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Leading Culture Change Through Professional Societies of Biology (BIO-LEAPS)
The Leading Culture Change through Professional Societies of Biology (BIO-LEAPS) program aims to advance diversity, equity, and inclusion in the biological sciences broadly by leveraging the leadership, broad reach, and unique ability of professional societies to create culture change in the life sciences. The Directorate for Biological Sciences at the National Science Foundation (NSF BIO) recognizes that culture change in the biological sciences is an urgent priority because it is foundational to increasing diversity, equity, and inclusion in the discipline. The culture of a scientific discipline — defined here as the shared values, norms, traditions, and practices — can be thought of as an emergent property that results from years of experiences and interactions among scientists, their institutions, their professional societies, and their networks. It is increasingly recognized that the perceptions and attitudes of that culture can be quite variable for different individuals and are often negative for individuals historically excluded from the sciences (e.g., based on gender, gender identity, disability status, sexual orientation, ethnicity, race, the intersections of these, and others). Therefore, this program is designed to foster the necessary culture change within biology to move towards an equitable and inclusive culture that supports a diverse community of biologists that more fully reflects the demographic composition of the US population.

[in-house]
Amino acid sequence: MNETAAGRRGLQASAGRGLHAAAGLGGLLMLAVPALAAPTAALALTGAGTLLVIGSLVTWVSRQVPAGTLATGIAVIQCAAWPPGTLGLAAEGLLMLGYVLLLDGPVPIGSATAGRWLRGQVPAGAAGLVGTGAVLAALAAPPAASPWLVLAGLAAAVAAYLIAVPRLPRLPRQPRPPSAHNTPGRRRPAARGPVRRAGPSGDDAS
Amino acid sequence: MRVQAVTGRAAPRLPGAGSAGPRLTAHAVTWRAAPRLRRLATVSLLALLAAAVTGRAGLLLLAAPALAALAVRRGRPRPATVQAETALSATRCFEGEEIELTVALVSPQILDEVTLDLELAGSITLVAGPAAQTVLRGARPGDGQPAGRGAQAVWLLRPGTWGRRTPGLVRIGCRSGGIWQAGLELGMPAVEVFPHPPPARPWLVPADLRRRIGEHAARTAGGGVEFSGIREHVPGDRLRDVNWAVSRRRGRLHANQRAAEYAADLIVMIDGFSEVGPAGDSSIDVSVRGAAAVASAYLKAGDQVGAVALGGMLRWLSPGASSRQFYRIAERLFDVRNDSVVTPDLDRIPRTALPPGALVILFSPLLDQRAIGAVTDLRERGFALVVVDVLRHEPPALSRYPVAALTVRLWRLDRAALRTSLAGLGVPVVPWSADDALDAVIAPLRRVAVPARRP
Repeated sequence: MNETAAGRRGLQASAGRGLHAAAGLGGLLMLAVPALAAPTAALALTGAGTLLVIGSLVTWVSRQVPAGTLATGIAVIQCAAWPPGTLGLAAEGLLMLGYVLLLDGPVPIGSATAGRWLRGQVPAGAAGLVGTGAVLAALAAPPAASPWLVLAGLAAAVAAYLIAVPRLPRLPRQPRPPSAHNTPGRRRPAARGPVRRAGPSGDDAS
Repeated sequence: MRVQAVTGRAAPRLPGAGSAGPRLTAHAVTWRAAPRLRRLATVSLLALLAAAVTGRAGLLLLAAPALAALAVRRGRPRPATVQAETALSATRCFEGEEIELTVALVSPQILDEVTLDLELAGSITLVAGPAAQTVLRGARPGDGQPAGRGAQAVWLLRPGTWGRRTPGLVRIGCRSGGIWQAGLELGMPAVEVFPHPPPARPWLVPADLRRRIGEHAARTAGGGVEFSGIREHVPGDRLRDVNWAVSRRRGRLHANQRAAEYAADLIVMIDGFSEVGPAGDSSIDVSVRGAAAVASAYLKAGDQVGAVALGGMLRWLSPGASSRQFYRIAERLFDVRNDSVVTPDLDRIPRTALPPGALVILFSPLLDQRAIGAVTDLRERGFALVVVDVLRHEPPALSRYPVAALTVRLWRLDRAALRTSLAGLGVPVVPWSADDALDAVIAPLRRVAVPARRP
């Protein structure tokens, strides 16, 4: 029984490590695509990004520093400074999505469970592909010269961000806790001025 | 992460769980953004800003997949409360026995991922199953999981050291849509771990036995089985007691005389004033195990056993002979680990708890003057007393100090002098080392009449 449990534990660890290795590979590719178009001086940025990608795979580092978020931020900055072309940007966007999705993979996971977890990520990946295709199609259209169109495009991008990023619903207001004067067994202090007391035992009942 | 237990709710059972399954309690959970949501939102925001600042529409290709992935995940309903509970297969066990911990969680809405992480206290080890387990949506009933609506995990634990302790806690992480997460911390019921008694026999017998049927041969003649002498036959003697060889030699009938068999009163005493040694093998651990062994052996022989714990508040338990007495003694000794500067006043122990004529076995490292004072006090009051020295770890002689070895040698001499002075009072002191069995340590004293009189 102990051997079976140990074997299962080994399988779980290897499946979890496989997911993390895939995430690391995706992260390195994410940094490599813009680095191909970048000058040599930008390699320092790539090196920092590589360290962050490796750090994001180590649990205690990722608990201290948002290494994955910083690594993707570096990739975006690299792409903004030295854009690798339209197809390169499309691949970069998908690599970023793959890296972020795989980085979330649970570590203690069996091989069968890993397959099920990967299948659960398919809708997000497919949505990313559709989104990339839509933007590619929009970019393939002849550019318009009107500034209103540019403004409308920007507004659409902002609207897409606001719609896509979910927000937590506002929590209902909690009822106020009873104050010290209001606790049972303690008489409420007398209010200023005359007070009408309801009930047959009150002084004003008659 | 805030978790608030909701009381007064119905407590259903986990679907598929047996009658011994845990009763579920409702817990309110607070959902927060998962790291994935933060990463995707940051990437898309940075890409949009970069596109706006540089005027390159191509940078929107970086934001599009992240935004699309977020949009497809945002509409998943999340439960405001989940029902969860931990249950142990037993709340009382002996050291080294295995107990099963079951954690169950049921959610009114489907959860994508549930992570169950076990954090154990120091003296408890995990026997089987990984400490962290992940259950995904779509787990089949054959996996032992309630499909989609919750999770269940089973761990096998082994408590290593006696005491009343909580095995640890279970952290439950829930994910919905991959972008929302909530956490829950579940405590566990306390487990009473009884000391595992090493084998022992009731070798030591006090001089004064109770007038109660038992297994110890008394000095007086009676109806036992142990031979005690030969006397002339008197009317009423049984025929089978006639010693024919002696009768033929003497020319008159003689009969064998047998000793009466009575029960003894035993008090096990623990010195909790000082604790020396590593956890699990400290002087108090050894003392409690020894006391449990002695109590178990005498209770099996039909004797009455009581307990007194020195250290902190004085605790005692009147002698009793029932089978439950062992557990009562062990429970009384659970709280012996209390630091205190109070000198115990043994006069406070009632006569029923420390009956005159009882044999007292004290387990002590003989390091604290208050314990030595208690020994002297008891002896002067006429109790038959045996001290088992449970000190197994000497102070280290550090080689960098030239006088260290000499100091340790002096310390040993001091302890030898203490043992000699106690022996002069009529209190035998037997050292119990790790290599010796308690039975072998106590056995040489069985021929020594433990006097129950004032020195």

Professional societies are uniquely positioned to help facilitate culture change in their disciplines through: publishing journals, fostering scientific discussion and debate, broad membership (including membership from academia, government agencies, and private businesses), hosting large scientific meetings that can serve as networking and professional development opportunities for people at many professional levels, and electing leaders that greatly influence views and norms within a discipline. Recognizing that culture change in biology will require broad, sustained, and innovative approaches for meaningful and lasting changes to occur, society leaders will need to enable and support the establishment and definition of new norms and practices in biology and to encourage engagement with experts in diversity, equity, and inclusion-related organizational change.